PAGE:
Preventing a U.S. Dept. of Software

May 18, 2000|By Jonathan Zuck

WASHINGTON -- The government's breakup proposal for Microsoft amounts to creating an unprecedented regulated information technology sector with severe implications across a very healthy and competitive industry.

The areas in which we would find government involvement in the industry where none previously existed include government-designed software, erosion of intellectual property protection, price controls, product marketing restrictions and managed competition.

The U.S. Justice Department and 17 states have urged U.S. District Court Judge Thomas Penfield Jackson to create two companies out of Microsoft. One would market and control the Windows operating system. The other would control everything else in the Microsoft inventory, including Web browsers and office software.

The government's overly broad reference to "middleware" restrictions in a personal computer's operating system means the government would be involved in ongoing monitoring and approval of all improvements to that system.

Under the government's definition, Windows itself would have constituted "middleware" and may never have been developed. What would be considered technological evolution by the industry would be considered "binding" by the government.

Much of what the government wants to rip out of Windows are the tools software developers are using. Companies have committed time and capital to these technologies, and the government is threatening thousands of independent software developers by removing them.

The government's proposal requires the publication of the substance of any technical meeting between Microsoft and a partner. The selective protection of intellectual property and the disregard for the competitive effect of these restrictions represents bad news in an industry made up almost entirely of intellectual property.

One implication is that any discussion between Microsoft and another company will have to be made public. What is to stop this disclosure process from becoming a vehicle to learn about the technology of the partner as well as that of Microsoft?

Any small businesses with limited budgets for attorney's fees could fall prey to bigger competitors who could use this decree to steal their ideas. This erosion of trade secret protection will decrease the incentive for Microsoft to share any technology specifications with other companies and inhibit their ability to create a compatible innovation that would have benefited consumers.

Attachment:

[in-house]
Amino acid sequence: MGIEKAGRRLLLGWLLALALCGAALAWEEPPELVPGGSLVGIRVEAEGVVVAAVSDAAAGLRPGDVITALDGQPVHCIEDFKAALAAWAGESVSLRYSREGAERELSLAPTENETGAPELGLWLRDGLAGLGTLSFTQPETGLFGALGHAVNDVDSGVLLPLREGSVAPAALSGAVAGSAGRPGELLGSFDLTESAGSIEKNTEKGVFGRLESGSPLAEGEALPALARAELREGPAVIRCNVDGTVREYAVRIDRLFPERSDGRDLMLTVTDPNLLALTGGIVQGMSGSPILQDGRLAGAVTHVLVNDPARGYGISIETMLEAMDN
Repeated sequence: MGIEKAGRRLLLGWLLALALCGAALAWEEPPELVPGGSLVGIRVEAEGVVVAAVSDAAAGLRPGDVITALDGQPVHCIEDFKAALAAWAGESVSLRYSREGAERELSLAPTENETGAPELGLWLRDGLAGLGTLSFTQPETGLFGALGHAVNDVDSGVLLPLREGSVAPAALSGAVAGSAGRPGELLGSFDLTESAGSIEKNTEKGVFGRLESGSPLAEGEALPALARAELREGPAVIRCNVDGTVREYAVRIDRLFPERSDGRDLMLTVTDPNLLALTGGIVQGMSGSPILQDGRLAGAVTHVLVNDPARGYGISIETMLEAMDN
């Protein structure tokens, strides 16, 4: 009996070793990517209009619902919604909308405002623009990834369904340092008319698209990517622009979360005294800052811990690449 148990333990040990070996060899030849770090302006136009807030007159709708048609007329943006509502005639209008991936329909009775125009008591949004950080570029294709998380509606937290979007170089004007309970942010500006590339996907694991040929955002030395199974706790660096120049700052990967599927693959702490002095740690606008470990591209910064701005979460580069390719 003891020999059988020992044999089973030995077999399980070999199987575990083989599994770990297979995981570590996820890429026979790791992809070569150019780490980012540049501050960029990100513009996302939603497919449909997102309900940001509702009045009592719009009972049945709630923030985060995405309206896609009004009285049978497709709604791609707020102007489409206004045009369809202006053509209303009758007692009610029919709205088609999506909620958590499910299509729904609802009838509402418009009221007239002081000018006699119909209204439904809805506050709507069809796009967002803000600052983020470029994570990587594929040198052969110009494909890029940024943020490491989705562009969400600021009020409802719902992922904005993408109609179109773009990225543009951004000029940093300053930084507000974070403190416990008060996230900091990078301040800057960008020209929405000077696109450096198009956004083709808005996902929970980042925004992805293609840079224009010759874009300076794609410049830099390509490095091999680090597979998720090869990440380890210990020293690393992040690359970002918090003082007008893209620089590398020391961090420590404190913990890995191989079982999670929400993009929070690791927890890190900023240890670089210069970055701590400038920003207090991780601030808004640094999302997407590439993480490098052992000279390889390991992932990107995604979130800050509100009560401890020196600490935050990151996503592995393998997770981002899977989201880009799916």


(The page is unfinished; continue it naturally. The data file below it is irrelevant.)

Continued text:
In the government's proposal, pricing strategies are specifically limited. Computer manufacturers and partners are restricted from negotiating superior pricing based on cross-promotions, technology implementations and support. Pricing experimentation would be replaced with price controls.

The government's proposal suggests that there is some sort of computable relationship between lines of code and price.

Could there be any other scenario that better underscores the lack of the government's understanding of the technology sector? The notion that software could and should be priced based on the number of compiled bytes creates perverse incentives for bloated code or other unforeseen circumstances.

The government's proposal places broad restrictions on Microsoft's ability to compete. What constitutes "unfair" competition will be a question left for the courts.

The imposition of these broad restrictions, including forcing Microsoft to retrofit its products and requiring the company to be available at any time to representatives of the government, effectively pulls it out of the forward-looking marketplace for a significant period. It has never been suggested that Microsoft isn't a competitor and that it doesn't drive innovation in the markets in which it competes.

The net effect of removing Microsoft from the forward movement of the tech sector will be to reduce competition rather than increase it.

The U.S. Department of Software would have an acronym -- (DOS) -- that portends a future without an ability to keep pace with a rapidly changing tech marketplace. Is this what we want for the industry's future?

Jonathan Zuck, a professional software developer and IT executive, is president of the Association for Competitive Technology, an IT industry group, and founder of Americans for Technology Leadership, a consumer's tech group.

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